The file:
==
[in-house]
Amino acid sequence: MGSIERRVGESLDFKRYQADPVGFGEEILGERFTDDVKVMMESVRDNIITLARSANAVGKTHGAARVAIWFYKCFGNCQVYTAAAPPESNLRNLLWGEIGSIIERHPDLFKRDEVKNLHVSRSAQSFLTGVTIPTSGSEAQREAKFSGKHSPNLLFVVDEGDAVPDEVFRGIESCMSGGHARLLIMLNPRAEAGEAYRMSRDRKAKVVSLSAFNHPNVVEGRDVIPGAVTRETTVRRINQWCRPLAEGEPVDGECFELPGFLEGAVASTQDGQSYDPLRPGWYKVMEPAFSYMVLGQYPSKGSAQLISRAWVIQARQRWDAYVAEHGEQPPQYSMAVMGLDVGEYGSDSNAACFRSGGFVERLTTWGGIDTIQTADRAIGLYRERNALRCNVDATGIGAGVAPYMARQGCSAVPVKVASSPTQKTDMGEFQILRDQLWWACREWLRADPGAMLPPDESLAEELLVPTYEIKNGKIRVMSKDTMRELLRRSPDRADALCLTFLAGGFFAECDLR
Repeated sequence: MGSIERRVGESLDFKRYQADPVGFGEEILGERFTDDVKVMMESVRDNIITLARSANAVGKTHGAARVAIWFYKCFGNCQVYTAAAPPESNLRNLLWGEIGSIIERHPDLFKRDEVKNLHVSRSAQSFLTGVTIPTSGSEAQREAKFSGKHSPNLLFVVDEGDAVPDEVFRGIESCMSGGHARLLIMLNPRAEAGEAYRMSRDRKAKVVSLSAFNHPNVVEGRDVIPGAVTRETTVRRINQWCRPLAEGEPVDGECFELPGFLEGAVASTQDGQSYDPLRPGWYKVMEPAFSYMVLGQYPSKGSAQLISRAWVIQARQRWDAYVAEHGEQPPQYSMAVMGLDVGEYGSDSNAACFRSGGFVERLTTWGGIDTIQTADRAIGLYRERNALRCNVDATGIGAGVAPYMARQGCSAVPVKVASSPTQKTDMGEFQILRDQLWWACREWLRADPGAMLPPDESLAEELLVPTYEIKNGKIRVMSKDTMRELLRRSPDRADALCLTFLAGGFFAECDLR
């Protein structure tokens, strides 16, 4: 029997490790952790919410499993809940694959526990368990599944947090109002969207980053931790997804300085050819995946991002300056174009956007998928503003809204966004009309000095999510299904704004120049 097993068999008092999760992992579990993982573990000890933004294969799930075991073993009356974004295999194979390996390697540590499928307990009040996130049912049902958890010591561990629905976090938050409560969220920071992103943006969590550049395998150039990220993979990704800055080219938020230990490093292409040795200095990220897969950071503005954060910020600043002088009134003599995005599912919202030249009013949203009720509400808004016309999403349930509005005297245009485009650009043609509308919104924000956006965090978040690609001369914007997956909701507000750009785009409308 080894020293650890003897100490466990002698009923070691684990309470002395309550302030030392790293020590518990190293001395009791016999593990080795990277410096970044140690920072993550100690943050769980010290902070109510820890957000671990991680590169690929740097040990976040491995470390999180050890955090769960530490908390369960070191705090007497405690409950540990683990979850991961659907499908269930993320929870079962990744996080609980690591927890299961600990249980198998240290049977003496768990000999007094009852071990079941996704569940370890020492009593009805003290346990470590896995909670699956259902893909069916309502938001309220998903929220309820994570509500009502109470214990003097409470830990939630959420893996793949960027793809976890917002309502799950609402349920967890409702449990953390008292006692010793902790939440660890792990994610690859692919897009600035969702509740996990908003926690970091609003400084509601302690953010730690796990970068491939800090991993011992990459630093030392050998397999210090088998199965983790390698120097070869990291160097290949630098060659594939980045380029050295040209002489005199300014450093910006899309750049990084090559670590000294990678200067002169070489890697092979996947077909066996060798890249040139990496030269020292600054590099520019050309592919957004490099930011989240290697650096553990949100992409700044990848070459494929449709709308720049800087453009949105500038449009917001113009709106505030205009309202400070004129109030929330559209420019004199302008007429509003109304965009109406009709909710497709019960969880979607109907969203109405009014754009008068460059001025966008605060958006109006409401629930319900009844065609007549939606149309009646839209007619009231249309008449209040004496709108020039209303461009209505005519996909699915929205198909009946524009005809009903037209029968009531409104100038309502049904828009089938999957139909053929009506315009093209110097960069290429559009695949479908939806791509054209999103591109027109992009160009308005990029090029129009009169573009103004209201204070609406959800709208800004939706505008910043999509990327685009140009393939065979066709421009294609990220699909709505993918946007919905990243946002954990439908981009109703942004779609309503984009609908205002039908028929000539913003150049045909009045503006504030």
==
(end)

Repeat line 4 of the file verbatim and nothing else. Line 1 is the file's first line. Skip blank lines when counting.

């Protein structure tokens, strides 16, 4: 029997490790952790919410499993809940694959526990368990599944947090109002969207980053931790997804300085050819995946991002300056174009956007998928503003809204966004009309000095999510299904704004120049 097993068999008092999760992992579990993982573990000890933004294969799930075991073993009356974004295999194979390996390697540590499928307990009040996130049912049902958890010591561990629905976090938050409560969220920071992103943006969590550049395998150039990220993979990704800055080219938020230990490093292409040795200095990220897969950071503005954060910020600043002088009134003599995005599912919202030249009013949203009720509400808004016309999403349930509005005297245009485009650009043609509308919104924000956006965090978040690609001369914007997956909701507000750009785009409308 080894020293650890003897100490466990002698009923070691684990309470002395309550302030030392790293020590518990190293001395009791016999593990080795990277410096970044140690920072993550100690943050769980010290902070109510820890957000671990991680590169690929740097040990976040491995470390999180050890955090769960530490908390369960070191705090007497405690409950540990683990979850991961659907499908269930993320929870079962990744996080609980690591927890299961600990249980198998240290049977003496768990000999007094009852071990079941996704569940370890020492009593009805003290346990470590896995909670699956259902893909069916309502938001309220998903929220309820994570509500009502109470214990003097409470830990939630959420893996793949960027793809976890917002309502799950609402349920967890409702449990953390008292006692010793902790939440660890792990994610690859692919897009600035969702509740996990908003926690970091609003400084509601302690953010730690796990970068491939800090991993011992990459630093030392050998397999210090088998199965983790390698120097070869990291160097290949630098060659594939980045380029050295040209002489005199300014450093910006899309750049990084090559670590000294990678200067002169070489890697092979996947077909066996060798890249040139990496030269020292600054590099520019050309592919957004490099930011989240290697650096553990949100992409700044990848070459494929449709709308720049800087453009949105500038449009917001113009709106505030205009309202400070004129109030929330559209420019004199302008007429509003109304965009109406009709909710497709019960969880979607109907969203109405009014754009008068460059001025966008605060958006109006409401629930319900009844065609007549939606149309009646839209007619009231249309008449209040004496709108020039209303461009209505005519996909699915929205198909009946524009005809009903037209029968009531409104100038309502049904828009089938999957139909053929009506315009093209110097960069290429559009695949479908939806791509054209999103591109027109992009160009308005990029090029129009009169573009103004209201204070609406959800709208800004939706505008910043999509990327685009140009393939065979066709421009294609990220699909709505993918946007919905990243946002954990439908981009109703942004779609309503984009609908205002039908028929000539913003150049045909009045503006504030």